The Food Safety Inspection Service of the U.S. Department of Agriculture (FSIS-USDA) defines non-intact beef products as ground beef; beef injected with solution; beef that has been mechanically tenderized by needling, cubing, frenching or pounding devices, and beef that has been reconstructed into formed entrees (FSIS-USDA, 1999). The use of techniques such as needle or blade tenderization, and enhancement by injecting subprimals with a brine or marinade solution, has become a common means of improving quality attributes of beef products. Whole muscle cuts (e.g. chucks, ribs, tenderloins, strip loins, top sirloin butts, rounds) may be treated with these technologies to increase tenderness or to add ingredients for quality purposes. The treatments often occur before fabrication into steaks and may include solid needle or hollow- needle tenderizing, in which a solution is pumped into the whole muscle. In the latter case, the solution typically is recirculated, refrigerated and may be treated to ensure quality.
Non-intact products are considered by FSIS to be high-risk due to the potential internalization of pathogens via the mechanical tenderization process. Consumers perceive non-intact beef products to be whole muscle cuts, and subsequently may not cook them to a sufficient internal temperature to destroy harmful bacteria. In 1999, the Food Safety Inspection Service (FSIS) published a notice stating its intention to include non-intact beef products in the Escherichia coli O157:H7 testing program. As the use of tenderization techniques becomes more common as a means of improving beef quality, it is important to understand the implications for beef safety.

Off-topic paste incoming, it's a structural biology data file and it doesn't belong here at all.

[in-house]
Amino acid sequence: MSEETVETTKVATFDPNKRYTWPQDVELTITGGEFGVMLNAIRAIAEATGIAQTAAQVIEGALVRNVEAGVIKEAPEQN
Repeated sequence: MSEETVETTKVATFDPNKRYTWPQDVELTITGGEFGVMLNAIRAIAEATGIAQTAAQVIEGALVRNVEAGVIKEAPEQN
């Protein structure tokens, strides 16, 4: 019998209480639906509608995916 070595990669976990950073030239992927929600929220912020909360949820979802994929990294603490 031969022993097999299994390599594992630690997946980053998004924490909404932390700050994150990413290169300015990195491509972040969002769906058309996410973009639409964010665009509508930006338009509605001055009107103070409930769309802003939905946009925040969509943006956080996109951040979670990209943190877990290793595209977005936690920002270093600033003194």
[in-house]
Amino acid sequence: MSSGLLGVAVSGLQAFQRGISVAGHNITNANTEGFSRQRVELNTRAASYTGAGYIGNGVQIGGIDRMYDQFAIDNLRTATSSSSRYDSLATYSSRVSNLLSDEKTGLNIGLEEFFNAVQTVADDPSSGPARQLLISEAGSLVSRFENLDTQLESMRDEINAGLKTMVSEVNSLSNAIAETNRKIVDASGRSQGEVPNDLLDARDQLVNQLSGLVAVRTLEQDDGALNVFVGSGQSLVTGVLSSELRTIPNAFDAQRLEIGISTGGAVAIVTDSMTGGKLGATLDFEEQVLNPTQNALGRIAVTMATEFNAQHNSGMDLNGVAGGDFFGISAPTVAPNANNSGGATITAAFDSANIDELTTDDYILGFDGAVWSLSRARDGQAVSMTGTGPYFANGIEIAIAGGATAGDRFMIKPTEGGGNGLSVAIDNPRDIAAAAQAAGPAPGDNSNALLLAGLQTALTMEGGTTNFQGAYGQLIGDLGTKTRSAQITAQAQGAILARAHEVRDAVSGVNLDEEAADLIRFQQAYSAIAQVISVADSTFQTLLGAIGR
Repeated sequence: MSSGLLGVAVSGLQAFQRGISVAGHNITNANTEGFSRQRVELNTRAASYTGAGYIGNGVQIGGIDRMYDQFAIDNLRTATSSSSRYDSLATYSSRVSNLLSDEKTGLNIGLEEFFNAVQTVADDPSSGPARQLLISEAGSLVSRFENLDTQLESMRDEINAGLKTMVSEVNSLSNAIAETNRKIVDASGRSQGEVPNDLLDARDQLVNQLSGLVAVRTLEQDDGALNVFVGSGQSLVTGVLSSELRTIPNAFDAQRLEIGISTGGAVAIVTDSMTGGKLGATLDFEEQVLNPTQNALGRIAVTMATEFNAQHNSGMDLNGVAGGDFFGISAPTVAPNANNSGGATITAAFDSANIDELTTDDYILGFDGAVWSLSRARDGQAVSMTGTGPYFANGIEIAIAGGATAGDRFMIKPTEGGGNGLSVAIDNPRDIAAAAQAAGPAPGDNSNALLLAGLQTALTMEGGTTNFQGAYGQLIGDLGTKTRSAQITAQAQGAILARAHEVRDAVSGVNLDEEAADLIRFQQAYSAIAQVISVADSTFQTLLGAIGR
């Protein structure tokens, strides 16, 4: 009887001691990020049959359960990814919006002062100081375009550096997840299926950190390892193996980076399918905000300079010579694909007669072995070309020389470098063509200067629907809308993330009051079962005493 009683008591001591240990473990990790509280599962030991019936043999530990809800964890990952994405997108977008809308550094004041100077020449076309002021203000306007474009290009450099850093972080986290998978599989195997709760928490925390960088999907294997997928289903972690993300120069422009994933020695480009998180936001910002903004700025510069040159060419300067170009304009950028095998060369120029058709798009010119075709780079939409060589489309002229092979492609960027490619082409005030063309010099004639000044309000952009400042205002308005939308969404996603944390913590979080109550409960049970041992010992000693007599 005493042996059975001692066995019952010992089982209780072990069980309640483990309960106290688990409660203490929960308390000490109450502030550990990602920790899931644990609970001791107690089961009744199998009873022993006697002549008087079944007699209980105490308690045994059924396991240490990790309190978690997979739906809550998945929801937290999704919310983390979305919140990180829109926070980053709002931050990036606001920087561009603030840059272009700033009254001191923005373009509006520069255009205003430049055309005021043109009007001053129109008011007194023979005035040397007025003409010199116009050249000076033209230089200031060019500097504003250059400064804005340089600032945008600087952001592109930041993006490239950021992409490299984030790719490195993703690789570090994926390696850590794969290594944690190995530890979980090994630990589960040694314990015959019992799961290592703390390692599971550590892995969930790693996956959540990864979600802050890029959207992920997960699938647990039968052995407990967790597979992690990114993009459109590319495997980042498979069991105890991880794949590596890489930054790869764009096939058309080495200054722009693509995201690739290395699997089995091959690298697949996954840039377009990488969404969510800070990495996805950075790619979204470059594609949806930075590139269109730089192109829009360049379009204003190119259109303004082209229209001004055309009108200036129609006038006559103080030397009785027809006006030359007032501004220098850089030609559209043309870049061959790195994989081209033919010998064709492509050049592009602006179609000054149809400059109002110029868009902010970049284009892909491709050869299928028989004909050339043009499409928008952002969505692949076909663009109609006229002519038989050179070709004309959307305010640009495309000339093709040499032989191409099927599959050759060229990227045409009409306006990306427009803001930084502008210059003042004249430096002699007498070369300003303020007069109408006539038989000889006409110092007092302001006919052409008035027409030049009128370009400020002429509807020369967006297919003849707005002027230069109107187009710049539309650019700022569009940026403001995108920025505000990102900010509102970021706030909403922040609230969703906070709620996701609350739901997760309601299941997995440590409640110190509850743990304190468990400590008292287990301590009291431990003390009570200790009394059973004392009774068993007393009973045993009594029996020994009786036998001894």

The objective of this study was to determine the prevalence of E. coli O157:H7 and indicator microorganisms on the surface of beef subprimals prior to mechanical tenderization or moisture enhancement.
Six representative subprimal cut types representing three commodity and three closely trimmed cuts were sampled from five processing facilities throughout the United States. The cuts included:
No E. coli O157:H7 was detected on the surface of any of the 599 beef subprimal samples analyzed over the 16-week survey period. The chuck tender, trimmed striploins, bottom round flat and cap-off inside products were all sampled in August and September 2004, whereas the trimmed brisket and cap-on top round products were sampled from August through November 2004. The overall incidence of E. coli O157:H7 was less than 0.17 percent.
The levels of generic E. coli were very low and/or undetectable (≤ 20 CFU/sample) for chuck tender, quarter trimmed strips, rough trimmed brisket and cap-off inside product samples.
These results indicate that the incidence of E. coli O157:H7 contamination on the surface of beef subprimal cuts intended for mechanical tenderization was very low—less than 0.17 percent— with no E. coli O157:H7 being detected in any of the 599 subprimal samples collected from August through November of 2004. Phase I of this research had similar results. Samples (n = 600) collected during January and February of 2004 from the same subprimals found no E. coli O157:H7. Thus, no E. coli O157:H7 was detected on any of the 1,199 subprimal samples tested in both phases of this project and the resulting overall incidence of E. coli O157:H7 contamination of beef subprimals intended for enhancement was less than 0.083 percent.
While previous research has shown that internalization of pathogens is possible during needle tenderization and moisture enhancement, the likelihood of it occurring is extremely low due to the low prevalence of pathogens on the exterior of subprimals. This research further demonstrates that the presence of E. coli on the surface of subprimals destined for further processing into non-intact beef products rarely occurs.
Table 1. Summary of microbiological survey results for beef subprimal cut surfaces during summer months.